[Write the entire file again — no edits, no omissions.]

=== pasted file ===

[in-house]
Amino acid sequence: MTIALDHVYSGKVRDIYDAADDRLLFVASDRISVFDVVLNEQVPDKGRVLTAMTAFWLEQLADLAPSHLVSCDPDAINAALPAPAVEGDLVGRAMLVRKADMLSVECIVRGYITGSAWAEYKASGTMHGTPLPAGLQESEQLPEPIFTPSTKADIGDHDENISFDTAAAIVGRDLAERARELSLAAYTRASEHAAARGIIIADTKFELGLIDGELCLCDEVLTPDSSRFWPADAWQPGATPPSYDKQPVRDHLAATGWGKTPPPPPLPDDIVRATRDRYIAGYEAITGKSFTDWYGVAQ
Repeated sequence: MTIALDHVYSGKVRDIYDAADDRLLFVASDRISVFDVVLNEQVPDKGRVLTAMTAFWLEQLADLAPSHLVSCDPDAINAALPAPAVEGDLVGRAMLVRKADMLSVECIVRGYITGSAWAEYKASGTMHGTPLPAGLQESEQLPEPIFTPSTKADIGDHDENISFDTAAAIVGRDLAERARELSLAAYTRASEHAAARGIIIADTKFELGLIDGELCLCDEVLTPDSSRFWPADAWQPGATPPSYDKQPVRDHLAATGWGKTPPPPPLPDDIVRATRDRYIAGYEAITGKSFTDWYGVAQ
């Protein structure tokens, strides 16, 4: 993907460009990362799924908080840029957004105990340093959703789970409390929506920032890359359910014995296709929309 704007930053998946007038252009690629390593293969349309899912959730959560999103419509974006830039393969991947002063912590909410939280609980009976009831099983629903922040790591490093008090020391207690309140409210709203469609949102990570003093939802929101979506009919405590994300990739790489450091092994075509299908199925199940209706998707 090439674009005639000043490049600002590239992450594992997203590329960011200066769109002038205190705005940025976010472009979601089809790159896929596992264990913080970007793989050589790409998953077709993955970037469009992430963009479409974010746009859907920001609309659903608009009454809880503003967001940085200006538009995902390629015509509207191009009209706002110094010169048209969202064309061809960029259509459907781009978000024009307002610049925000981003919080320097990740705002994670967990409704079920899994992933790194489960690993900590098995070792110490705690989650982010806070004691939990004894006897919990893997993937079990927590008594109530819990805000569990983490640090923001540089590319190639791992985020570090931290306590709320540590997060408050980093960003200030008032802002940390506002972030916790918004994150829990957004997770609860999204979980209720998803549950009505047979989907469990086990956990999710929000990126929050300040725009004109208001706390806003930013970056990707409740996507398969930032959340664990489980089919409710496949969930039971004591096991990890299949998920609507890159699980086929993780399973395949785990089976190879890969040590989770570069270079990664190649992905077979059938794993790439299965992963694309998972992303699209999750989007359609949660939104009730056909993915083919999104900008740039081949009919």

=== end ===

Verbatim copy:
[in-house]
Amino acid sequence: MTIALDHVYSGKVRDIYDAADDRLLFVASDRISVFDVVLNEQVPDKGRVLTAMTAFWLEQLADLAPSHLVSCDPDAINAALPAPAVEGDLVGRAMLVRKADMLSVECIVRGYITGSAWAEYKASGTMHGTPLPAGLQESEQLPEPIFTPSTKADIGDHDENISFDTAAAIVGRDLAERARELSLAAYTRASEHAAARGIIIADTKFELGLIDGELCLCDEVLTPDSSRFWPADAWQPGATPPSYDKQPVRDHLAATGWGKTPPPPPLPDDIVRATRDRYIAGYEAITGKSFTDWYGVAQ
Repeated sequence: MTIALDHVYSGKVRDIYDAADDRLLFVASDRISVFDVVLNEQVPDKGRVLTAMTAFWLEQLADLAPSHLVSCDPDAINAALPAPAVEGDLVGRAMLVRKADMLSVECIVRGYITGSAWAEYKASGTMHGTPLPAGLQESEQLPEPIFTPSTKADIGDHDENISFDTAAAIVGRDLAERARELSLAAYTRASEHAAARGIIIADTKFELGLIDGELCLCDEVLTPDSSRFWPADAWQPGATPPSYDKQPVRDHLAATGWGKTPPPPPLPDDIVRATRDRYIAGYEAITGKSFTDWYGVAQ
């Protein structure tokens, strides 16, 4: 993907460009990362799924908080840029957004105990340093959703789970409390929506920032890359359910014995296709929309 704007930053998946007038252009690629390593293969349309899912959730959560999103419509974006830039393969991947002063912590909410939280609980009976009831099983629903922040790591490093008090020391207690309140409210709203469609949102990570003093939802929101979506009919405590994300990739790489450091092994075509299908199925199940209706998707 090439674009005639000043490049600002590239992450594992997203590329960011200066769109002038205190705005940025976010472009979601089809790159896929596992264990913080970007793989050589790409998953077709993955970037469009992430963009479409974010746009859907920001609309659903608009009454809880503003967001940085200006538009995902390629015509509207191009009209706002110094010169048209969202064309061809960029259509459907781009978000024009307002610049925000981003919080320097990740705002994670967990409704079920899994992933790194489960690993900590098995070792110490705690989650982010806070004691939990004894006897919990893997993937079990927590008594109530819990805000569990983490640090923001540089590319190639791992985020570090931290306590709320540590997060408050980093960003200030008032802002940390506002972030916790918004994150829990957004997770609860999204979980209720998803549950009505047979989907469990086990956990999710929000990126929050300040725009004109208001706390806003930013970056990707409740996507398969930032959340664990489980089919409710496949969930039971004591096991990890299949998920609507890159699980086929993780399973395949785990089976190879890969040590989770570069270079990664190649992905077979059938794993790439299965992963694309998972992303699209999750989007359609949660939104009730056909993915083919999104900008740039081949009919």